By Stephen Pollard (THE TIMES, 04/09/06):
I’m fed up with the way that politicians ignore the obvious. Why won’t those dunderheads use common sense? Take crime. I don’t know the precise facts, but I know what’s common sense: many hardened criminals are brought up in families of other hardened criminals. Their bad habits are passed down through the generations. So abolish the family and the problem is dealt with.
Bring on the common sense revolution. Since so many patients acquire MRSA in hospital, the solution is equally obvious: abolish hospitals.
Then there’s that Muslim school — Jameah Islamiyah, in East Sussex. You know, the one whose grounds the police are now crawling all over, after arresting 14 people last week. Well, it’s obvious. If it wasn’t for faith schools, the extremists wouldn’t have a captive audience and there’d be no British Muslim suicide bombers. Abolish faith schools.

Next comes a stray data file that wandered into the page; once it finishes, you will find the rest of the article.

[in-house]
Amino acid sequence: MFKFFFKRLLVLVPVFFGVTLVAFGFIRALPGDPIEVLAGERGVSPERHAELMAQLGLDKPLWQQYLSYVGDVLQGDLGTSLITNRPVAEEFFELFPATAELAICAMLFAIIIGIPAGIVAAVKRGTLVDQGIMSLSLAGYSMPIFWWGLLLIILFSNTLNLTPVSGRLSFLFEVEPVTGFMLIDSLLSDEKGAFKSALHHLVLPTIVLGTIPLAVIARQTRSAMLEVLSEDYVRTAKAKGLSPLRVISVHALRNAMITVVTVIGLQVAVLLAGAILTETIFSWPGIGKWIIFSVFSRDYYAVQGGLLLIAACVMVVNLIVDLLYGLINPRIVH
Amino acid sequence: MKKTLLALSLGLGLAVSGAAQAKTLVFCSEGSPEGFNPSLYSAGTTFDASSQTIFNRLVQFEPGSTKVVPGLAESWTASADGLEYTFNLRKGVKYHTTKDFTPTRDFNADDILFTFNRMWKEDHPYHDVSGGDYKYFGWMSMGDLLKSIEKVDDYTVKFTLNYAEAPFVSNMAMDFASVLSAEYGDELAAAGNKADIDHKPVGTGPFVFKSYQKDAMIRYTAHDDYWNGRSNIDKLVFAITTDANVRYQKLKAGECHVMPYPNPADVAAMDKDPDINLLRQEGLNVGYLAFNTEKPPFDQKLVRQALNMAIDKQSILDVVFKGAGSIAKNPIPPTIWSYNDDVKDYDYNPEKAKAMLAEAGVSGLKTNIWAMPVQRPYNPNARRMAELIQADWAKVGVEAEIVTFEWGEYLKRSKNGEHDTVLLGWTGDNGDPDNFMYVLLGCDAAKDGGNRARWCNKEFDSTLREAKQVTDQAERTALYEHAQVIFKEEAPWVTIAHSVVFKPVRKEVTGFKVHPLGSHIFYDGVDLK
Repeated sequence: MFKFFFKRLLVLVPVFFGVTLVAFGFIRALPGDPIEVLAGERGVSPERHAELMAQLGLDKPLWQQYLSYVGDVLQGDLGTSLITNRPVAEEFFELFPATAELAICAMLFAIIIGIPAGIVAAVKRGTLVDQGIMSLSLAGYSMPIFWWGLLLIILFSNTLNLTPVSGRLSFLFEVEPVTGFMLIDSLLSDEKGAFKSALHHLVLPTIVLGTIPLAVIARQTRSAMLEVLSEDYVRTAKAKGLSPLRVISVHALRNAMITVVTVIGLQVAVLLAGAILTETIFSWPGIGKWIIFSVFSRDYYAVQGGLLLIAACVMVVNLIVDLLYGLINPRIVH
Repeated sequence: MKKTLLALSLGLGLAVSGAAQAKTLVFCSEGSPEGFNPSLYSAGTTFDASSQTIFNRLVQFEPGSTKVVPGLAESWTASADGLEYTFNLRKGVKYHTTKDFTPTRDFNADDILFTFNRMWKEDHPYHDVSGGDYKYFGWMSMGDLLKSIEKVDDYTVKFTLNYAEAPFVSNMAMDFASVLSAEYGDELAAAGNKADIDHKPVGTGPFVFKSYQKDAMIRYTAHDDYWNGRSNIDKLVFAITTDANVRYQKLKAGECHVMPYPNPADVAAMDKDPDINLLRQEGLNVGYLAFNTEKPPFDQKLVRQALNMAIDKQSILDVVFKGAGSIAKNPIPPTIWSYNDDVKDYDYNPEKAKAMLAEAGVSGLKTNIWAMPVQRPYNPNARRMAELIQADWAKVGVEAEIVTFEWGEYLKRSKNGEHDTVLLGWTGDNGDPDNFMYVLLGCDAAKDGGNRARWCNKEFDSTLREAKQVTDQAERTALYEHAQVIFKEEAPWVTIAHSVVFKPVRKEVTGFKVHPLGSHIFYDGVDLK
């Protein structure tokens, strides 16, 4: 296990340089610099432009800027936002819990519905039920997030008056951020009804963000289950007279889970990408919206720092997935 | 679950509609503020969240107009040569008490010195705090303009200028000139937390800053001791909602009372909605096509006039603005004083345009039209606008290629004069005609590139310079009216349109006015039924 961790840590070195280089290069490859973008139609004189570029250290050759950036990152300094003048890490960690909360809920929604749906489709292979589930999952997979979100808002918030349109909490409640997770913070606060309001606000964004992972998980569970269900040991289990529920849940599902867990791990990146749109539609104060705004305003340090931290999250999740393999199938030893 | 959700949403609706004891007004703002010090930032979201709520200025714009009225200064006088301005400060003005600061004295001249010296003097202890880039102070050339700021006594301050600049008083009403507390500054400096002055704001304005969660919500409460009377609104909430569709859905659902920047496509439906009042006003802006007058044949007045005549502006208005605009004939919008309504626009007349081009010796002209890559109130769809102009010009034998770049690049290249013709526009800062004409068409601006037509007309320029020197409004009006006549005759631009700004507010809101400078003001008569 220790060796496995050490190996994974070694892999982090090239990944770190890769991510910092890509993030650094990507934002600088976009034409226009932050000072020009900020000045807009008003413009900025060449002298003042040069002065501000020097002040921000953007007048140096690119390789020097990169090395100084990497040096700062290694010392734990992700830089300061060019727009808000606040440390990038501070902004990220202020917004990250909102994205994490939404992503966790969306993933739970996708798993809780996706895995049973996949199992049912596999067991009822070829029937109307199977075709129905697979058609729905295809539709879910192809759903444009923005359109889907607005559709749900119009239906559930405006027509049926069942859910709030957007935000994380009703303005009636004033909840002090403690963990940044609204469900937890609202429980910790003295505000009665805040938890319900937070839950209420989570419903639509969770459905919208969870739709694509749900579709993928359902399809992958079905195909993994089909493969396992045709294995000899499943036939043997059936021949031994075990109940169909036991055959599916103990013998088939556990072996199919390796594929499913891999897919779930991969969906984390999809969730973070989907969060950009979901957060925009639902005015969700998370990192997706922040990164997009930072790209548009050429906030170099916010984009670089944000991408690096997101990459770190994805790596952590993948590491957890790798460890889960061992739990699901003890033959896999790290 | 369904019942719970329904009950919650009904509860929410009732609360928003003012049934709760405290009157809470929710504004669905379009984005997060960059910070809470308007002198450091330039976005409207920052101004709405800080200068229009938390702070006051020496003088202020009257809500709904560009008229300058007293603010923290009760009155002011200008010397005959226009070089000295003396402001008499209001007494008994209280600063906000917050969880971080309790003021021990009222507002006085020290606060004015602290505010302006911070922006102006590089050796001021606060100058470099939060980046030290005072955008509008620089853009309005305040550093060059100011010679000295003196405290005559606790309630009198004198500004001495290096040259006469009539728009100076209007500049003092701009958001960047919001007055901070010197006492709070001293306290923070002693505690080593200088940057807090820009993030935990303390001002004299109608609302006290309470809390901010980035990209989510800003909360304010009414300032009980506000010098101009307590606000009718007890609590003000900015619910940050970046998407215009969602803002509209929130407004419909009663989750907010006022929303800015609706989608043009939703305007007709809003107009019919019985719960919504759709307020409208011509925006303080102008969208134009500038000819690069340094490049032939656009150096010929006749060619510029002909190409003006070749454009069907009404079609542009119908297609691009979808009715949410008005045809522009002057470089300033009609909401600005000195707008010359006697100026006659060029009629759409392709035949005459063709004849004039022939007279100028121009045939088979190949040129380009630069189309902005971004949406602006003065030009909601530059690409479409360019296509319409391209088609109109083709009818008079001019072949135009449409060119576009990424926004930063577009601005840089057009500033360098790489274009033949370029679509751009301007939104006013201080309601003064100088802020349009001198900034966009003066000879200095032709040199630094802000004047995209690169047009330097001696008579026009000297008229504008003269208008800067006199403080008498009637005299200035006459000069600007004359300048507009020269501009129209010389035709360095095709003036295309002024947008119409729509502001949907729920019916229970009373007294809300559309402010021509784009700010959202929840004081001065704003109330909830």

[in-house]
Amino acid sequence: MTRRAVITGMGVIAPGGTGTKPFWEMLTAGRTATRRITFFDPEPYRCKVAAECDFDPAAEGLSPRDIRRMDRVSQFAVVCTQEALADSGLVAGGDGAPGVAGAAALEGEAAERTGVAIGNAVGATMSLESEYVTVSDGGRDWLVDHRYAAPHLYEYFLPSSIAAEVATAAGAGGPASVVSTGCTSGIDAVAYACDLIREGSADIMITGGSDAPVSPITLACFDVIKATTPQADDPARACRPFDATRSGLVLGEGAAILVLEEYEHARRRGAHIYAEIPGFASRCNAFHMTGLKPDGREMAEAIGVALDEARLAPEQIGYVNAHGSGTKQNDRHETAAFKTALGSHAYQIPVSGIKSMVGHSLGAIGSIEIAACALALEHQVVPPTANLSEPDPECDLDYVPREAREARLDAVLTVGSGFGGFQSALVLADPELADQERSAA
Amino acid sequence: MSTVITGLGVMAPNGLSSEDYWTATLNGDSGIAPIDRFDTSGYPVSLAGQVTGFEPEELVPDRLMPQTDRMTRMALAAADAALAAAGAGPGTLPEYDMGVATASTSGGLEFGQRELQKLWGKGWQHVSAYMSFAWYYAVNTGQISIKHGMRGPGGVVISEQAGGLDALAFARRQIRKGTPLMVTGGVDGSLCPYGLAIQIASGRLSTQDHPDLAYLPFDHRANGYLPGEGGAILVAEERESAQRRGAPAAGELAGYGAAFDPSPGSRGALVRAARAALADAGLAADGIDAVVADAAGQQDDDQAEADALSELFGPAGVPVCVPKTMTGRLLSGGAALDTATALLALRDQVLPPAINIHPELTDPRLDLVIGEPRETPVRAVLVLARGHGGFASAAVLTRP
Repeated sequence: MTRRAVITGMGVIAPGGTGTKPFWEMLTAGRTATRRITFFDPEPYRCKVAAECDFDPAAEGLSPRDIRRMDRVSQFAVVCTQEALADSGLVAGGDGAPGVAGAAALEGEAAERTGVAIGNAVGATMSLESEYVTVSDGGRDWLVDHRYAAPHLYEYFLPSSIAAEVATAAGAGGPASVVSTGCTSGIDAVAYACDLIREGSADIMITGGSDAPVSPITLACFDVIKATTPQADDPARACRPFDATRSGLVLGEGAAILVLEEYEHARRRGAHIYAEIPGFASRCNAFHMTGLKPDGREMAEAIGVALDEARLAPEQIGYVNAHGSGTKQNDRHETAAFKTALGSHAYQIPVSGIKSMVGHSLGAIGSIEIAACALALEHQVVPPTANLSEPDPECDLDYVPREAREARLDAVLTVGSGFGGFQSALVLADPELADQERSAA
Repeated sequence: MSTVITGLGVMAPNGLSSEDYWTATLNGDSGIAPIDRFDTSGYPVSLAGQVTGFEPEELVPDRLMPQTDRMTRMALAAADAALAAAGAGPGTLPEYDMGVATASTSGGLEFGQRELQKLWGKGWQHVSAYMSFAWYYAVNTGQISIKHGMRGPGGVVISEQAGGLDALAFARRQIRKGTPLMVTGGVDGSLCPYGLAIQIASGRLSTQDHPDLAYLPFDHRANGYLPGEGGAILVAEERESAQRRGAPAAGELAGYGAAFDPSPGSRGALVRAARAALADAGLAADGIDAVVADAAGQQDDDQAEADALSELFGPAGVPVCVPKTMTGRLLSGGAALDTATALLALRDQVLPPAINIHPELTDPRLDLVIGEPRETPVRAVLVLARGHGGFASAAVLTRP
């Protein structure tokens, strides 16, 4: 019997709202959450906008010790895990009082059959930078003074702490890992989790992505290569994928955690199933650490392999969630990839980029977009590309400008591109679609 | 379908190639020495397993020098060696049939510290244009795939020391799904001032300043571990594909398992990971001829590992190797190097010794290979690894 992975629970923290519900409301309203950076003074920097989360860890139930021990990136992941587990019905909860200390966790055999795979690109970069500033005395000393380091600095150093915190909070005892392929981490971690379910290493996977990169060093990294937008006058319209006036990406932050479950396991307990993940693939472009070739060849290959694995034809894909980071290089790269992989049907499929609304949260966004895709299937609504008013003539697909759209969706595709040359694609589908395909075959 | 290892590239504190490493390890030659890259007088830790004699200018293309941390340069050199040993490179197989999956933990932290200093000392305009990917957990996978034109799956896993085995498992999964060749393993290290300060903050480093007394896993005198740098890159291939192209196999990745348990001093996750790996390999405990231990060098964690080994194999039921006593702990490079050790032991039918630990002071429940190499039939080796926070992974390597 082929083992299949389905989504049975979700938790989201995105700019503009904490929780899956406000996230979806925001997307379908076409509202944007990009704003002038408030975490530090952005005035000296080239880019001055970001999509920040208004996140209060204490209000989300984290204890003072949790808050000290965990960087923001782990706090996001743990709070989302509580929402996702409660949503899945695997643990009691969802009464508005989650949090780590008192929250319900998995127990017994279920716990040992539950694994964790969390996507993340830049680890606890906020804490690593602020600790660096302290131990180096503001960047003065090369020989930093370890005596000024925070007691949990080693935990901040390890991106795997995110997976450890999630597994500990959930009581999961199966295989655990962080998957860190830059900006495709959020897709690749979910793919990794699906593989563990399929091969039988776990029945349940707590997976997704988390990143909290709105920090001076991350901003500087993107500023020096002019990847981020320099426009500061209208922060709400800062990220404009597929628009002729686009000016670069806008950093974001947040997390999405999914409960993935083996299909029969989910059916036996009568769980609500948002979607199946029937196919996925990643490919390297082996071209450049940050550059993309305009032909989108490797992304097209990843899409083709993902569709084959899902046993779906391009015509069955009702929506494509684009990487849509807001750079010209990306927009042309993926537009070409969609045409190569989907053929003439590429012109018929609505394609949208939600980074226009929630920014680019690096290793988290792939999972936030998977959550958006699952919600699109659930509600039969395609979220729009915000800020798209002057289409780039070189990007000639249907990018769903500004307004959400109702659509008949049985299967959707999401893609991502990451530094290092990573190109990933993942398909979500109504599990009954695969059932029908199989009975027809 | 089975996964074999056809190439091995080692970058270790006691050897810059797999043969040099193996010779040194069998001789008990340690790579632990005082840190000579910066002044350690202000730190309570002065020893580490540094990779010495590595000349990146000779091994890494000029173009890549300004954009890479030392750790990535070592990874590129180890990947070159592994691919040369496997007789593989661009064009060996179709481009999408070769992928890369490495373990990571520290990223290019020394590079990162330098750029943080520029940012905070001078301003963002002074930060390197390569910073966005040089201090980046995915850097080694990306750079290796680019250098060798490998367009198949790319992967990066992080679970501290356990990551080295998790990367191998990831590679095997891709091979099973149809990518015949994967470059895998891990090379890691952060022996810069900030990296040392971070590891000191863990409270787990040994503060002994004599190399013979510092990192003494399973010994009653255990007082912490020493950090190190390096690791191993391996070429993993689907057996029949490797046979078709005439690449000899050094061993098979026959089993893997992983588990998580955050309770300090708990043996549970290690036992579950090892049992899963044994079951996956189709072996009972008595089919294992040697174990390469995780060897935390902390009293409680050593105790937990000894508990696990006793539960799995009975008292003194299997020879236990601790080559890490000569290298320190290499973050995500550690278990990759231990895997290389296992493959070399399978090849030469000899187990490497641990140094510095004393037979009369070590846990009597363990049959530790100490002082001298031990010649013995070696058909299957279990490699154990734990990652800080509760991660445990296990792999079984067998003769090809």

More often than not, two other words would better replace “common sense”: non and sequitur.
The regularly deployed arguments against Muslim faith schools are a perfect example. The schools are, apparently, a breeding ground for extremism and, indeed, for terrorism. Does the fact that no Jewish school has produced a Jewish terrorist not point to a flaw in that argument?
Since when has the religion of one’s maths teacher been a cause of terrorism? What matters is not religion, but the content of the teaching and the school’s atmosphere. If there is extremism in a particular school, the problem lies not with the school being Muslim, but with its governance.
When bad chemistry teaching is discovered in a secular school, it does not lead to calls for the abolition of chemistry teaching. It leads to action being taken to make sure that chemistry is properly taught in the school where it hasn’t been.
It is legitimate — albeit wrong — to argue that all schools should be secular, that no parents should have the right to educate their children in a manner fitting their religion and that pupils should be bussed to schools to create a social mix.
It is, however, wholly illegitimate to extrapolate from the existence of a Muslim school that may be breeding extremism the idea that all faith schools are a threat to the cohesion of society. That is not merely a non sequitur, it is also stupidity.